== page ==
FrightFest 2008 Diary Day 3

The Film4 FrightFest 2008 Diary – Day 3

The Film4 FrightFest 2008 Diary – Day 3 first published by Little White Lies, 23 Aug 2008

Includes capsules of: Fear(s) of the Dark, Dance of the Dead, Manhunt, The Chaser, Bubba’s Chili Parlor, The Midnight Meat Train, Tokyo Gore Police

Fear(s) of the Dark showcases some of the world’s most talented animators in a pithy, feature-length anthology of terror-themed shorts. The images are restricted to black and white (with occasional splashes of orange in the credits), but there is still plenty of room left for dramatic variations in style from piece to piece. The film’s biggest problem, however, is the decision to cut up the already relatively brief episodes and to intersperse them with abstract narrated interludes. No doubt this further enhances the visual contrasts between the different episodes, but it also somewhat dilutes their individual impact. It is hardly a coincidence that the best piece here – a hermetic haunted house tale by Richard McGuire, drawn in the starkly grey-less style of Renaissance – is also the only segment allowed to play uninterrupted. Perhaps these would better have been left as self-standing short films in series, without any attempt to impose on them an overarching shape. Still very much worth a look, mind, and positively brimming with impressive animation. 

In a world where there have recently been far too many zombie comedies, at least Gregg Bishop‘s Dance of the Dead distinguishes itself with some sharp writing, amusing characters, and a real affection for geek culture (always a winner with the horror audience). And while this is not quite Heathers, the high school setting allows for some amiable teen satire to give all those rotting corpses a certain freshness. 

Oldschool in another sense is Manhunt, Patrik Syverson’s low-budget survival flick from Norway, which is set in the Seventies, has the subtly distressed look of filmstock from the Seventies, and pays loving homage to the redneck mean-spiritedness of that decade’s best horror. Original it is not, but there is ferocious sound design, a fantastic final girl – and, at 78 minutes, it knows just when to cut and run.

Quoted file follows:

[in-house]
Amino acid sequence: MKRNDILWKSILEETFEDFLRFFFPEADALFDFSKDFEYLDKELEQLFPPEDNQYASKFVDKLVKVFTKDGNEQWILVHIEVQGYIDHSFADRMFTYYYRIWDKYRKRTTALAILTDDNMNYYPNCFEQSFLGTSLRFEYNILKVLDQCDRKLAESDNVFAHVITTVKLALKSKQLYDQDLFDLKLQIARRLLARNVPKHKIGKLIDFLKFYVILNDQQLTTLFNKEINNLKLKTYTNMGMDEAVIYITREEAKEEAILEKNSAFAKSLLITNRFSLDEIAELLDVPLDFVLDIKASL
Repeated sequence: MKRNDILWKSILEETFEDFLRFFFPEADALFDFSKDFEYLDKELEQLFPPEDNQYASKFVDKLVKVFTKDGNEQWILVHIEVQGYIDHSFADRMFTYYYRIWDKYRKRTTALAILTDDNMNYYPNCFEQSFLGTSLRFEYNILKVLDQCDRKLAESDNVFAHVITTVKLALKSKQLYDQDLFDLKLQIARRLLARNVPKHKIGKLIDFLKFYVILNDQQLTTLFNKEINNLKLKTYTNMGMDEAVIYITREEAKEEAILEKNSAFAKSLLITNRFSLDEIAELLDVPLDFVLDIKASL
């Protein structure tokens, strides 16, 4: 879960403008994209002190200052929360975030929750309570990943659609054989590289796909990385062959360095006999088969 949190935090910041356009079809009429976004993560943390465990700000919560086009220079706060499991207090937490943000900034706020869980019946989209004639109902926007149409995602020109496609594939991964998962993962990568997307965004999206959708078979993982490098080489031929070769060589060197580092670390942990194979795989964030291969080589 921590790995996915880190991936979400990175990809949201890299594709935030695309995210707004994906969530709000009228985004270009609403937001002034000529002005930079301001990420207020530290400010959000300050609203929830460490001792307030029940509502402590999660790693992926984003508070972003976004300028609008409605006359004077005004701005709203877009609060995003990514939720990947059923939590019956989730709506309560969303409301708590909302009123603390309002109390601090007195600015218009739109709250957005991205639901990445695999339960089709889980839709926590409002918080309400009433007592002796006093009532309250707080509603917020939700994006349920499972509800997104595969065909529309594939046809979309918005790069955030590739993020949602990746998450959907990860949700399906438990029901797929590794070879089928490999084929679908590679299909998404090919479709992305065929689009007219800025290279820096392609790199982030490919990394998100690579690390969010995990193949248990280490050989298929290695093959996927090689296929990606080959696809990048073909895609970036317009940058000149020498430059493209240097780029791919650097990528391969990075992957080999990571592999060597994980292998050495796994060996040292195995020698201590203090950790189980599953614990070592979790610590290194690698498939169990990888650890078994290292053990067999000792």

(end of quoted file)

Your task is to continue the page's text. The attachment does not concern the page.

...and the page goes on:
Best film of the day is The Chaser, Na Hong-jin‘s frenetic psycho-noir thriller in which a corrupt cop turned pimp faces off against a serial killer and up to himself. It runs so fast and twisted a course through a range of tones and genres that just trying to keep up will leave the viewer as breathless as the monstrous protagonist – and it has a real social conscience to boot. 

At the other extreme, Joey Evans’ ultra-low-budget Texan zombie apocalypse Bubba’s Chili Parlor is just plain tiring, without the accompanying thrills. There is a compelling enough can-do story behind it – bartender Evans and his bartender friend made it for US$11,000 borrowed against Evans’ future pension – but unfortunately the final product is aimless in its pacing, poorly edited, badly written, and terrible looking – and none of these in a good way, despite the film’s laboured attempts to ironise its low quality as part of the drive-in movie experience, complete with intermissions and faux ads. The presence of films like this and I Know How Many Runs You Scored Last Summer on this year’s FrightFest slate simply devalues the festival’s credibility – surely there is better stuff out there than such insultingly sub-mediocre fare.      

Ah, that’s more like it. In Ryuhei Kitamura‘s The Midnight Meat Train, adapted from a novella by Clive Barker, an aspiring photographer stalks a well-dressed butcher that he has glimpsed on a late-night New York subway, and who may just be responsible for a series of missing persons cases. Featuring the best ever performance from Vinnie Jones (as the butcher), this devilishly ambiguous thriller leaves viewers  to decide whether to take the conventional or the less-travelled tunnel through its narrative network – and the results are a stylishly bloody descent into madness, murder and hell itself. So get a ticket, take the ride, and who knows where you might end up.

In the midnight slot comes a movie designed to push every midnight button. In Yoshihiro Nishimura‘s Tokyo Gore Police, a self-harming female officer in a privatised police force of the fascistic future is hunting the mysterious man behind a biomechanical virus that transforms the infected into mutant killing machines. Garishly coloured, wilfully offensive (but always in a cute way), interspersed with hilarious TV commercial inserts à la Robocop, and full of over-the-top action, fetishistic metamorphoses and impossibly bloody body horror, this film has to be seen to be believed. Totally insane.

Anton Bitel